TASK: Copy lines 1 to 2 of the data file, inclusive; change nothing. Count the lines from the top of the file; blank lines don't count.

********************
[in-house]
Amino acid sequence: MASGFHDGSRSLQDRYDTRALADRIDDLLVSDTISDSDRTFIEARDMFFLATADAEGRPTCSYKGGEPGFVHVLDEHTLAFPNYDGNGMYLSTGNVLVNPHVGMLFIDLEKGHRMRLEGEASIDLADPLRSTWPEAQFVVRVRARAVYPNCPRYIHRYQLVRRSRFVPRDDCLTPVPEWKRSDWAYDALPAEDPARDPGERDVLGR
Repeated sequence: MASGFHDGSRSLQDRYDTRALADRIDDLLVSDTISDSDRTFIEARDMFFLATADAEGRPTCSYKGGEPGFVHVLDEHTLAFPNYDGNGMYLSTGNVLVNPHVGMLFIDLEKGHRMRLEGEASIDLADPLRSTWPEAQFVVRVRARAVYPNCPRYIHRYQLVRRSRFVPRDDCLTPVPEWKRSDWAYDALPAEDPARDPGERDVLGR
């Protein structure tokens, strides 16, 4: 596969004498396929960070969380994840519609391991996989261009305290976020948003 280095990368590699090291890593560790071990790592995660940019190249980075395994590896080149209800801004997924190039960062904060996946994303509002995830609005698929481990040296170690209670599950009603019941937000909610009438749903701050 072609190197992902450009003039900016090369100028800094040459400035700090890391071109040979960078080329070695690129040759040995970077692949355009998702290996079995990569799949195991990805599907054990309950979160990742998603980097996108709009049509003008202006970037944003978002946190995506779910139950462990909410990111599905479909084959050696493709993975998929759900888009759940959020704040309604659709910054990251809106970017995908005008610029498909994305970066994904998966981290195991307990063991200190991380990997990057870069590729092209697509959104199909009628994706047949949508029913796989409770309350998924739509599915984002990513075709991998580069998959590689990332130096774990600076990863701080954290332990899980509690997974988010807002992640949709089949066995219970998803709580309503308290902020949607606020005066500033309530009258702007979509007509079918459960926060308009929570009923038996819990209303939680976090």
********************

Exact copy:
[in-house]
Amino acid sequence: MASGFHDGSRSLQDRYDTRALADRIDDLLVSDTISDSDRTFIEARDMFFLATADAEGRPTCSYKGGEPGFVHVLDEHTLAFPNYDGNGMYLSTGNVLVNPHVGMLFIDLEKGHRMRLEGEASIDLADPLRSTWPEAQFVVRVRARAVYPNCPRYIHRYQLVRRSRFVPRDDCLTPVPEWKRSDWAYDALPAEDPARDPGERDVLGR